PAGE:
The FDA has issued a warning urging parents to stop buying their children the popular liquid nitrogen treats known as "Dragon’s Breath," "Heaven’s Breath," "nitro puff" and other similar names due to the potential for serious, possibly life-threatening injury.

The treats are prepared by infusing liquid nitrogen immediately before consumption and may be sold in malls, food courts, kiosks, state or local fairs, and other food retail locations. According to the FDA, these products may include liquid nitrogen-infused colorful cereal or cheese puffs that emit a misty or smoke-like vapor. Similarly, alcoholic and non-alcoholic drinks prepared with liquid nitrogen emit a fog.

Dragon's Breath FDA liquid nitrogen Warning
Dragon's Breath FDA Warning

The release from the FDA states, in part:

Liquid nitrogen, although non-toxic, can cause severe damage to skin and internal organs if mishandled or accidentally ingested due to the extremely low temperatures it can maintain. Inhaling the vapor released by a food or drink prepared by adding liquid nitrogen immediately before consumption may also cause breathing difficulty, especially among individuals with asthma. This safety alert advises consumers to avoid eating, drinking, or handling foods prepared using liquid nitrogen at the point of sale and immediately before consumption, due to the risk of injury.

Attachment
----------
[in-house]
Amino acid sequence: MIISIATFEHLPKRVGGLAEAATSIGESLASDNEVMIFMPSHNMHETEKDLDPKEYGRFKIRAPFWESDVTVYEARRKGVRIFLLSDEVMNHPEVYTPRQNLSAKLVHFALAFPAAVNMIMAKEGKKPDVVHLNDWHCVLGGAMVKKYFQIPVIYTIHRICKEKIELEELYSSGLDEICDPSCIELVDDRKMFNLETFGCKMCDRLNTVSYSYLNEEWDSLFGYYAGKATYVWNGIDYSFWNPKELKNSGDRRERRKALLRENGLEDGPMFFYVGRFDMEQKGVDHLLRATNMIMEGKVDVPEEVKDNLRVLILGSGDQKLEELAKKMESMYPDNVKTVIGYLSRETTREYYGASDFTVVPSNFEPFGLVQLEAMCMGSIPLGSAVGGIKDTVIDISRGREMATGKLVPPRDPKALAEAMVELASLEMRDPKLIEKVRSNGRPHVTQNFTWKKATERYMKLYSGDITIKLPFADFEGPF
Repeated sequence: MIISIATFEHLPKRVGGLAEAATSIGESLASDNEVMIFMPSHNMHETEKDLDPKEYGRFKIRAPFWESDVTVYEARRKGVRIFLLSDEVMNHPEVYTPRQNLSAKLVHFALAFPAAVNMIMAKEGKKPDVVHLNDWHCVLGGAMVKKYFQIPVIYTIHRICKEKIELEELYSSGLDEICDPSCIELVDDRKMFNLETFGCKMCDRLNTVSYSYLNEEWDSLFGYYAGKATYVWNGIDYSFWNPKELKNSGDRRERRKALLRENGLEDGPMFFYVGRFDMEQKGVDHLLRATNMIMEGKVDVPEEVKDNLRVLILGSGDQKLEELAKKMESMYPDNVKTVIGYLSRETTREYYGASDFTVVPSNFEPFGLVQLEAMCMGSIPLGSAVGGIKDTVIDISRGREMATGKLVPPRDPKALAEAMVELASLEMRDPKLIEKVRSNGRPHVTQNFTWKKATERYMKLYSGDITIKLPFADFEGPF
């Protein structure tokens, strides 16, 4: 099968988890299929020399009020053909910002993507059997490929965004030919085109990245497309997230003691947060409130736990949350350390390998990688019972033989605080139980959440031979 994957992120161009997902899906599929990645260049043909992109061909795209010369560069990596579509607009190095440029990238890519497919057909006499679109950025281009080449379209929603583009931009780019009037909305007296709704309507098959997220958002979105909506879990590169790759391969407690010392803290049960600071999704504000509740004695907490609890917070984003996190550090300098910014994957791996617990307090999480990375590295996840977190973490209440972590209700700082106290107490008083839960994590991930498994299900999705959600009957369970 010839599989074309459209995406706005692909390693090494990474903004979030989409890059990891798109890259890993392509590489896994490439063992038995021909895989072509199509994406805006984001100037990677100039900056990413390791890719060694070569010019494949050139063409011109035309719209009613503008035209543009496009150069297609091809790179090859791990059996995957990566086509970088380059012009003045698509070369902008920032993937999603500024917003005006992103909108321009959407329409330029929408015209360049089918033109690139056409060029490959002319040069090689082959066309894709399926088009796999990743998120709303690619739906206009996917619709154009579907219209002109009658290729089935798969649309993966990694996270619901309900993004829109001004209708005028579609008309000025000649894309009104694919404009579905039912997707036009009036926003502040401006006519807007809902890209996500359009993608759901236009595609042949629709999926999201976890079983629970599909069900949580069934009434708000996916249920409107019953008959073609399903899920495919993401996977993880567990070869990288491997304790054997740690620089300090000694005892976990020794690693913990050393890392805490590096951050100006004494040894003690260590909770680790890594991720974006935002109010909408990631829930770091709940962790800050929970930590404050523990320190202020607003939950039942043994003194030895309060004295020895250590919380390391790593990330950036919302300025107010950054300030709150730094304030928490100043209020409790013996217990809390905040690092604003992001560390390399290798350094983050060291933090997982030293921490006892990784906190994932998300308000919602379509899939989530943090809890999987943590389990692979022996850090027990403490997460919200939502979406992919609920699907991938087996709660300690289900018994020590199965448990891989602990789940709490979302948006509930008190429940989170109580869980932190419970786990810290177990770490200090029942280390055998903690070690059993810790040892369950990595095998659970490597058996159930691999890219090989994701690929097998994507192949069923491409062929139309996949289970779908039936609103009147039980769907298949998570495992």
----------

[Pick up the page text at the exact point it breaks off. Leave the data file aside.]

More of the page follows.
The FDA says there have already been cases of serious and life-threatening injuries such as damage to skin and internal organs caused by liquid nitrogen still present in the food and drink.

A mother in Florida says her son suffered an asthma attack triggered by inhaling liquid nitrogen fog from a 'Dragon's Breath' treat they bought at kiosk in the mall. "He was coughing so bad that he was having trouble catching his breath. We knew he couldn’t breathe," Rachel McKenny wrote in a post on Facebook. Rachel says she and her husband were able to get their son to a nearby fire station and EMTs immediately started albuterol treatments and an IV, saving his life before transferring him to a hospital.

If you or someone you know have experienced an injury because of handling or eating products prepared with liquid nitrogen at the point of sale, immediately before consumption, the FDA urges you to consider reporting the injury to MedWatch.

The FDA also says that some frozen confections that are treated with liquid nitrogen prior to the point of sale and before consumption in such a way that results in the complete evaporation of liquid nitrogen before being sold to the consumer do not pose a significant risk of injury.


More From Newstalk 1290